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Defect dynamics at the buried interface revealed by photoemission electron microscopy

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image: Figure 1. Threshold PEEM imaging of the 2DEG at LaAlO3/SrTiO3 interface. view more 

Credit: OES

A new publication from Opto-Electronic Science; DOI  10.29026/oes.2022.210011 considers defect dynamics at the buried interface revealed by photoemission electron microscopy.


In recent years, LaAlO3/SrTiO3  interface is found to be an ideal host for two-dimensional electron gas (2DEG). Such heterostructures have attracted extensive interests in recent years due to their various fascinating properties such as high electron mobility, superconductivity, and tunable spin-orbit coupling effect.


However, the driving physical mechanism behind such fancy effect is still in debt. The most common theory for the 2DEG formation is the so called ‘polar catastrophe’ model, where 2DEG is attributed to the polar discontinuity between the two materials. Yet, recent reports of 2DEG on SrTiO3 bare surface revealed the importance of oxygen vacancies in the 2DEG formation process, while those defects at the buried interface are beyond the applicable range of traditional charactering methods.


The authors of this article address one of the most debated conundrums in SrTiO3  (STO) based heterostructures: the conflicting magnitude of the electron density of the 2DEG in experiments and the so called ‘polar catastrophe’ model. This conclusion is based on the local and time-resolved photoemission study of the oxygen vacancies influence for the 2DEG of an STO based heterostructures.


In more detail, they succeeded in controlling the density of the 2D electron gas (2DEG) of the LaAlO3/SrTiO3  interface by generating Ti-Sr anti-site defects in the SrTiO3  layer which create localized nano-regions in the buried interface. Using time-resolved and energy-resolved photoemission electron microscopy, they provide substantial evidence that oxygen vacancies are induced near those polar sites, resulting in an increased carrier density of the 2DEG. Crucially, the relative strength of these electron sources is directly linked to the oxygen vacancies at the interface offering a unique possibility to control the 2DEG of such semiconductor heterostructures. Their results prove that the electron density of the 2D electron gas is attributed to more than one mechanism which hence reveals the coexistence of various electrons sources at the LaAlO3/SrTiO3  interface.


Such finding will lay the foundation for promoting the implementation of novel electronic devices based on SrTiO3-related 2DEG. In particular, the design guidelines to control the electron density of 2DEGs of polar-nonpolar interfaces will set the stage for exploring more exotic phenomena of the 2DEG in device concepts such as superconductivity or magnetism of 2DEG.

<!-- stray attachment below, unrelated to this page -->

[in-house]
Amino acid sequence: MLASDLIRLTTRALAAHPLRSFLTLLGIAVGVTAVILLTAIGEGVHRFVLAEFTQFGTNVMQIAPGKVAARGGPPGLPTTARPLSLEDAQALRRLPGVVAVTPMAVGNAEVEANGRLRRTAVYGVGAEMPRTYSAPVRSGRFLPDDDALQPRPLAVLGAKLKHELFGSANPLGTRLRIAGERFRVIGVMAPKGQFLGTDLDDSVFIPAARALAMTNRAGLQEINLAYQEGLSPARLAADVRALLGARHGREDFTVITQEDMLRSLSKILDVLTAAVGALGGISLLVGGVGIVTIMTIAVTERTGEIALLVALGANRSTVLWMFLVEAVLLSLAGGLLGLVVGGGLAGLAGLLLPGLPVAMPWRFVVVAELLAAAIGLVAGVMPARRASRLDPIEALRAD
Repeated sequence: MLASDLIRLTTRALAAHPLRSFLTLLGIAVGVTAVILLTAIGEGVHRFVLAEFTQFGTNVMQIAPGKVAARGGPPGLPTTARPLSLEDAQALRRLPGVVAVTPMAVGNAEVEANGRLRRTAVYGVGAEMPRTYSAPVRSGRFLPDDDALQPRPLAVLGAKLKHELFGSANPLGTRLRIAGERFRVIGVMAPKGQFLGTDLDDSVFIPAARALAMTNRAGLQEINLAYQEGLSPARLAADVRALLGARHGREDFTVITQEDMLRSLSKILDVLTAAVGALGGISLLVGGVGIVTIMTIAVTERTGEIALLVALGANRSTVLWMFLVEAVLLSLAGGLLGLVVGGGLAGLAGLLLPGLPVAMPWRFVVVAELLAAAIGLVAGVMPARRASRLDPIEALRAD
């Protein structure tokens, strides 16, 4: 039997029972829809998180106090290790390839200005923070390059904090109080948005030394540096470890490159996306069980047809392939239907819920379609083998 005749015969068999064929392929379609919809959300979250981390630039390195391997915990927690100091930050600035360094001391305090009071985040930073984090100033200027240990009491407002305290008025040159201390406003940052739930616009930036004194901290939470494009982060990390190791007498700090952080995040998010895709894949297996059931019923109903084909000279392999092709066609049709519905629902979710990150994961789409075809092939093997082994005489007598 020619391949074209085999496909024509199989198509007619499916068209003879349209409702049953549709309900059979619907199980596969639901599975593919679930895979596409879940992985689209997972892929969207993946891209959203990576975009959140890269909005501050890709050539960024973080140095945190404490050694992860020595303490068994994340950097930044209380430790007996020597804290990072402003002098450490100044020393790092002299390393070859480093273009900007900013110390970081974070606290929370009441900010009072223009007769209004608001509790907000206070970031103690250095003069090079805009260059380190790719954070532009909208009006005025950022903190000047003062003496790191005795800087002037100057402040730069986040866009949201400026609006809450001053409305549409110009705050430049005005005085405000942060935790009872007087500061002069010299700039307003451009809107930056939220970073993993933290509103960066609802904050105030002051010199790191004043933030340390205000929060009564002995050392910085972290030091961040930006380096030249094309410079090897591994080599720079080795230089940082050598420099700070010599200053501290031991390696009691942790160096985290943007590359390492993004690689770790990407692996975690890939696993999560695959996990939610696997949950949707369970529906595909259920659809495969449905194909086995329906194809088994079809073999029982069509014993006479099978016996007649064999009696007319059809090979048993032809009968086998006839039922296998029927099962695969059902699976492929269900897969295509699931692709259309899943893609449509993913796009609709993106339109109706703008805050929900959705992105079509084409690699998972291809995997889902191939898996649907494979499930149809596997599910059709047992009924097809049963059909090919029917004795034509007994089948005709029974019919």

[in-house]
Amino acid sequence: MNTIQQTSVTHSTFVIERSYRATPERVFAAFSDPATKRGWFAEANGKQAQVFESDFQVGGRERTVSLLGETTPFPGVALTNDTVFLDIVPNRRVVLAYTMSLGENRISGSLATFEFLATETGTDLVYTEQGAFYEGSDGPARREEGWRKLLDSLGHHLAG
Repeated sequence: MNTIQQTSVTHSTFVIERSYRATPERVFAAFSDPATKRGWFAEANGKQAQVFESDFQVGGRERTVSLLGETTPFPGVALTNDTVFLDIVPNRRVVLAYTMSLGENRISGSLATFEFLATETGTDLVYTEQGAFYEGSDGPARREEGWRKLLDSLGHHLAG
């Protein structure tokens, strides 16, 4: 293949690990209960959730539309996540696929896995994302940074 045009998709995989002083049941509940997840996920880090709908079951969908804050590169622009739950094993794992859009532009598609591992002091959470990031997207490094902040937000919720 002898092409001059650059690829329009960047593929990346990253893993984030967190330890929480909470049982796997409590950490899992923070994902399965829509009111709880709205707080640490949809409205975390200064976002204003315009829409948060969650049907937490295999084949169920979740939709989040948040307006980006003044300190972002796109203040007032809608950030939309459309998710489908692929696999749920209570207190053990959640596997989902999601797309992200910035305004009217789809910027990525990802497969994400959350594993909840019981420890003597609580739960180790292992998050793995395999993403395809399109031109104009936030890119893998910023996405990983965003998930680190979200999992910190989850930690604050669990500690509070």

Article reference hen JY, Eul T, Lyu L, Li YL, Hu XY et al. Tracing the formation of oxygen vacancies at the conductive LaAlO3/SrTiO3 interface via photoemission. Opto-Electron Sci 1, 210011 (2022). doi: 10.29026/oes.2022.210011 


Keywords: two-dimensional electron gas / photoemission electron microscopy / strontium titanate / defect states


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The “femtosecond-nanometer space-time resolved optical experimental system” directed by Prof. Qihuang Gong is aimed to develop next-generation microscopy techniques with ultra-high resolution in order to better image the micro world. Photoemission electron microscopy developed by the research group has reached the first class in the world in its current status.

The group of Prof. Martin Aeschlimann is the leading team in ultrafast laser and surface physics. They are devoted to the investigation of ultrafast phenomena in solids, thin films and nanoparticles. This includes the combination of short pulsed laser systems with surface science technology in order to develop novel methods for measuring ultrafast relaxation processes in real time with high temporal resolution.

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Opto-Electronic Science (OES) is a peer-reviewed, open access, interdisciplinary and international journal published by The Institute of Optics and Electronics, Chinese Academy of Sciences as a sister journal of Opto-Electronic Advances (OEA, IF=9.682). OES is dedicated to providing a professional platform to promote academic exchange and accelerate innovation. OES publishes articles, reviews, and letters of the fundamental breakthroughs in basic science of optics and optoelectronics.

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